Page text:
Rav Itamar Shwarz, the author of the Bilvavi Mishkan Evneh
View this and other Drashas on the Bilvavi.Net site
Feeling On The Outside, Da’as On The Inside
Although there are many emotions in the soul, they are all branches of one single root: love.
What is love? Our Sages say: “The prayers of the righteous turn the da’as of Hashem from cruelty to mercy.” Hashem doesn’t just transform His cruelty to mercy; He also transforms His “da’as, because the root of everything is da’as. Hashem sometimes uses da’as for “good,” such as when He exhibits mercy, or He can sometimes use His da’as for when He has to be “cruel.” Da’as is the root of everything, the essence of the soul, as we explained before.
We may think that cruelty and mercy are just emotions, but our Sages say that they are more than that: emotions are really da’as. The Rambam classifies emotions as “hilchos da’as,” because our emotions and our da’as are really one entity. The inner layer of emotions is da’as, and the outer layer is comprised of the feelings that emotions engender. Looking at emotions as only feelings and nothing else is a superficial approach, since the focus is only looking at the garment of the emotions, and not at the essence.
Once we have internalized this concept, it becomes clear that love has two layers to it as well. Love has da’as within it, as well as the feeling of love we are familiar with. The da’as of love is its essence, and the feeling of love we know of is only the outer layer of the love.
What, indeed, is the essence of love? What is the “da’as” of love?
Conditional Love And Unconditional Love
The words of the Sages are well-known: “Any love that is dependent on a reason, the love goes away when the reason goes away; any love that is not dependent on a reason, the love never goes away, even when the reason goes away.”
What are these two kinds of love, and what is their root?
A love that is dependent on something is a superficial emotion of love, and doesn’t involve da’as. A love that isn’t dependent on anything is a love that stems from one’s da’as.
When love is unconditional, the feeling of love that the person experiences is only the garment of the love, while the essence of the love is his da’as.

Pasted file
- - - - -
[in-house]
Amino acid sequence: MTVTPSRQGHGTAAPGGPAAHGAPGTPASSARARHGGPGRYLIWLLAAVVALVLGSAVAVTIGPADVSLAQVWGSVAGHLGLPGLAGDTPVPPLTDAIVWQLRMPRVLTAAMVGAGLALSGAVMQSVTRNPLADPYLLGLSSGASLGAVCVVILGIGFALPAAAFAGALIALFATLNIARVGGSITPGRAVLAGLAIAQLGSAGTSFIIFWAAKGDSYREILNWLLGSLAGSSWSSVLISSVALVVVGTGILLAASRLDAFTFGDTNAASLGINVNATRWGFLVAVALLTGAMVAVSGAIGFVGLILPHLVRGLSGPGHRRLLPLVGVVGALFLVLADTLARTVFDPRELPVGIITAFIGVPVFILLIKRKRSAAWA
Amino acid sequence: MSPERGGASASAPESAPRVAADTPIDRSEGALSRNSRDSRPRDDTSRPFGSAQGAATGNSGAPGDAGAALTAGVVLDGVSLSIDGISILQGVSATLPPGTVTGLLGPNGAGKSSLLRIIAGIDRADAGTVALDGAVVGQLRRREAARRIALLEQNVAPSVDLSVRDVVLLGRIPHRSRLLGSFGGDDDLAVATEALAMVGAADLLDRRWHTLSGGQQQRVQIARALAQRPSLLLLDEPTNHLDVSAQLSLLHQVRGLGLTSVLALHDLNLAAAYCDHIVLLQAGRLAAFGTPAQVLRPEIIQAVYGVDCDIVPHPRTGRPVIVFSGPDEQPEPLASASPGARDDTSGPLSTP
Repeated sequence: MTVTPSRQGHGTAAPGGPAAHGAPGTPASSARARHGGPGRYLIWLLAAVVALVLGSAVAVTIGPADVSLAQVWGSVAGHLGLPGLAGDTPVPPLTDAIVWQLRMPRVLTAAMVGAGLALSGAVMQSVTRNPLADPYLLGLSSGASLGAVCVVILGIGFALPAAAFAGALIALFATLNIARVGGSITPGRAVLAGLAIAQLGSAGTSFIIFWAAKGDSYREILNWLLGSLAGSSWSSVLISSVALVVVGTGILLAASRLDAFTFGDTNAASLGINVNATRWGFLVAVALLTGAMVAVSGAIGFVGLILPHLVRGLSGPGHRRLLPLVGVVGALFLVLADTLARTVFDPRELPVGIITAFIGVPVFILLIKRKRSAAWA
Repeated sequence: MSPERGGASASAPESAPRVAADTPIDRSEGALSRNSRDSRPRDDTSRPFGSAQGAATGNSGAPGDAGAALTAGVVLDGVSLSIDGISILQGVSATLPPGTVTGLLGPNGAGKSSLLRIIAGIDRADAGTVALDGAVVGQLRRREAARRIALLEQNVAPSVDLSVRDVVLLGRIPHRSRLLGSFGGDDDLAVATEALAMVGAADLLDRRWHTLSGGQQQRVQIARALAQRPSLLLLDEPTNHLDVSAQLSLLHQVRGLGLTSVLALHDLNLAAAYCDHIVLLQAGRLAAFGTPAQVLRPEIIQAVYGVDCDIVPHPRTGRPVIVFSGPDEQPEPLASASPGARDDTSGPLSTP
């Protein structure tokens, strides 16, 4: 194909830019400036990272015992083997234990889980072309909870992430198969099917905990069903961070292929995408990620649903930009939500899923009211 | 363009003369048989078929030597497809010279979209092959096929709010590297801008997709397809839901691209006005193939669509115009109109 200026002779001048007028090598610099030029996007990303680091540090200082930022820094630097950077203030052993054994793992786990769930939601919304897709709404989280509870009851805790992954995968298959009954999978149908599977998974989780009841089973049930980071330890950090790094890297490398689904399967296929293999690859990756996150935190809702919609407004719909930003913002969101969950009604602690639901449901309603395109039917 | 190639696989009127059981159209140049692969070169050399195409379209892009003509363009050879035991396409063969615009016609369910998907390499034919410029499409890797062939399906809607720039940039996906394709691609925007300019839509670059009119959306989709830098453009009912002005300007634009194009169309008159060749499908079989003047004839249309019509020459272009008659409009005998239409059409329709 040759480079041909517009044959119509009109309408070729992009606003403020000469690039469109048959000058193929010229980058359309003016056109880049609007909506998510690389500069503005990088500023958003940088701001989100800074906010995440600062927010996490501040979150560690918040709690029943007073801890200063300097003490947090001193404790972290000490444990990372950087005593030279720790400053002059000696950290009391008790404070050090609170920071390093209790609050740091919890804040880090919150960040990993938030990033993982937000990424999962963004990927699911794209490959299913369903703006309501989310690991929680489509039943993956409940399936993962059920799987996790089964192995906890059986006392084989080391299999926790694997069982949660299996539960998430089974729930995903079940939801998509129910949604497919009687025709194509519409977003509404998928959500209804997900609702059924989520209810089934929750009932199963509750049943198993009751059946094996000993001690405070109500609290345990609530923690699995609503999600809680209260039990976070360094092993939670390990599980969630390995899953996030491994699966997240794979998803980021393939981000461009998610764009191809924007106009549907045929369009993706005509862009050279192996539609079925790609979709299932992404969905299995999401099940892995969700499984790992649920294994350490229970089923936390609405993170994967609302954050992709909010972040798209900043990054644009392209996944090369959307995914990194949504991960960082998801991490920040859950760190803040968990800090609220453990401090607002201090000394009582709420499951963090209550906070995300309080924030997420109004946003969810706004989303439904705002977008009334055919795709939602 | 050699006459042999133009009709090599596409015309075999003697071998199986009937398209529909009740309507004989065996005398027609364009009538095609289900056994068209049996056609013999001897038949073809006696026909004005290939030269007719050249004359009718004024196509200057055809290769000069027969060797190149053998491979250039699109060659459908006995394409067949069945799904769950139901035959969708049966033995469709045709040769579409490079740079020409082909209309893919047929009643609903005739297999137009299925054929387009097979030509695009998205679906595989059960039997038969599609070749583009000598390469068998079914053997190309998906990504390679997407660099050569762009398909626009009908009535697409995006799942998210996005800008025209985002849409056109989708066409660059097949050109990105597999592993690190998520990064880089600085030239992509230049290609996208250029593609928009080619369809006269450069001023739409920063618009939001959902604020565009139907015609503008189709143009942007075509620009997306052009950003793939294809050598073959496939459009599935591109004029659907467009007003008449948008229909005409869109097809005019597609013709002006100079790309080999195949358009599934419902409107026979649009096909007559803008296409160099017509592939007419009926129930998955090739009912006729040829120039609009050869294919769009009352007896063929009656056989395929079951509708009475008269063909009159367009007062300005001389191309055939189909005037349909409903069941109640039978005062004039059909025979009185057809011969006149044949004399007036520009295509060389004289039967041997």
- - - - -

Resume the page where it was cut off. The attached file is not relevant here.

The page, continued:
The numerical value in Hebrew of the word ahavah (love) is the same as echad (one). True love, which is unconditional love, is reached when we want to become one with another. When we view another as being one with us and then we a feel love for the person, we are utilizing the da’as of love. The accompanying feeling of love we experience is only its outer layer, but the love itself is the da’as – the oneness, which we have with another.
The source of conditional love is what we identify as the “emotion” of love. It is not the kind of love that connects people; it is just a feeling, and nothing more. These feelings of “love” toward another can come in numerous ways: either from “loving” him for his money, or for the honor the person gives us, or simply because of our personality tastes.
The love that one is feeling in these cases derive its strength from any of these superficial reasons, but as soon as any of these reasons go away, the feeling of love disappears with it.
Unconditional love is thus when one uses da’as, to foster a sense of unity with another. When a person is at one with another, he can love him. After this process is completed, the feeling of love he then experiences is a garment of the love, resulting from his da’as behind the love, but it is not the love itself. The actual love is the da’as behind it, which in this case is the desire to truly unify with the other.
Every feeling has it’s source. The root of conditional love comes from a superficial source, dependent on something external that causes the love; there is no sense of oneness with another here, and no da’as. Whatever it depends on is subject to change, so the love goes away when that factor changes. Unconditional love comes from tapping into the power of our da’as – to desire unity with another; it lasts forever, because oneness doesn’t change.